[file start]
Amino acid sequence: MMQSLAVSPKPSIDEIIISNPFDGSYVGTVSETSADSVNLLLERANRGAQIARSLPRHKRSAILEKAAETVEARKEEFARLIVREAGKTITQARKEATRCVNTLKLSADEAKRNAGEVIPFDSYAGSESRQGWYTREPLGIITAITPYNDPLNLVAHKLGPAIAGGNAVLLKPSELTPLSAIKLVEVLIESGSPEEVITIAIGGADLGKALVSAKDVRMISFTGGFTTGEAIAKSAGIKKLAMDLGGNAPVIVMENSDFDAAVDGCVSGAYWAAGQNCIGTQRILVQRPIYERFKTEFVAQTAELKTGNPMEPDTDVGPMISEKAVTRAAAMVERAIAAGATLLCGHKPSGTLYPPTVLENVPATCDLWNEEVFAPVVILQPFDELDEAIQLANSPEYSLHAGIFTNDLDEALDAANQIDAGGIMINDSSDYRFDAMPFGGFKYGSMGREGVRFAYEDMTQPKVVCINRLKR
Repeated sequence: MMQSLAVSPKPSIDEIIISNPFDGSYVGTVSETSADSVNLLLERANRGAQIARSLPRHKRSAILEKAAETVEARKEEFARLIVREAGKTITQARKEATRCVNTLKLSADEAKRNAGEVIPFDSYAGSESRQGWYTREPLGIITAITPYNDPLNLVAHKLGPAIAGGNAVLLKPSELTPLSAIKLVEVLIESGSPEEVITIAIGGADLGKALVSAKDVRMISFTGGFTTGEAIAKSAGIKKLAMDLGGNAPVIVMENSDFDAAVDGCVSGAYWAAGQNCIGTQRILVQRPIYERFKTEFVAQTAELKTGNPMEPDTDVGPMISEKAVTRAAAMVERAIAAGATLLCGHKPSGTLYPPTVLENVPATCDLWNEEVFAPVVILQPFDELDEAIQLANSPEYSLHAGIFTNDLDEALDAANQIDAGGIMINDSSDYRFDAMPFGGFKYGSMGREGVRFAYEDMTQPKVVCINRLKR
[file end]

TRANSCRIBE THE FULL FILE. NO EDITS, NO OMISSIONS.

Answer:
Amino acid sequence: MMQSLAVSPKPSIDEIIISNPFDGSYVGTVSETSADSVNLLLERANRGAQIARSLPRHKRSAILEKAAETVEARKEEFARLIVREAGKTITQARKEATRCVNTLKLSADEAKRNAGEVIPFDSYAGSESRQGWYTREPLGIITAITPYNDPLNLVAHKLGPAIAGGNAVLLKPSELTPLSAIKLVEVLIESGSPEEVITIAIGGADLGKALVSAKDVRMISFTGGFTTGEAIAKSAGIKKLAMDLGGNAPVIVMENSDFDAAVDGCVSGAYWAAGQNCIGTQRILVQRPIYERFKTEFVAQTAELKTGNPMEPDTDVGPMISEKAVTRAAAMVERAIAAGATLLCGHKPSGTLYPPTVLENVPATCDLWNEEVFAPVVILQPFDELDEAIQLANSPEYSLHAGIFTNDLDEALDAANQIDAGGIMINDSSDYRFDAMPFGGFKYGSMGREGVRFAYEDMTQPKVVCINRLKR
Repeated sequence: MMQSLAVSPKPSIDEIIISNPFDGSYVGTVSETSADSVNLLLERANRGAQIARSLPRHKRSAILEKAAETVEARKEEFARLIVREAGKTITQARKEATRCVNTLKLSADEAKRNAGEVIPFDSYAGSESRQGWYTREPLGIITAITPYNDPLNLVAHKLGPAIAGGNAVLLKPSELTPLSAIKLVEVLIESGSPEEVITIAIGGADLGKALVSAKDVRMISFTGGFTTGEAIAKSAGIKKLAMDLGGNAPVIVMENSDFDAAVDGCVSGAYWAAGQNCIGTQRILVQRPIYERFKTEFVAQTAELKTGNPMEPDTDVGPMISEKAVTRAAAMVERAIAAGATLLCGHKPSGTLYPPTVLENVPATCDLWNEEVFAPVVILQPFDELDEAIQLANSPEYSLHAGIFTNDLDEALDAANQIDAGGIMINDSSDYRFDAMPFGGFKYGSMGREGVRFAYEDMTQPKVVCINRLKR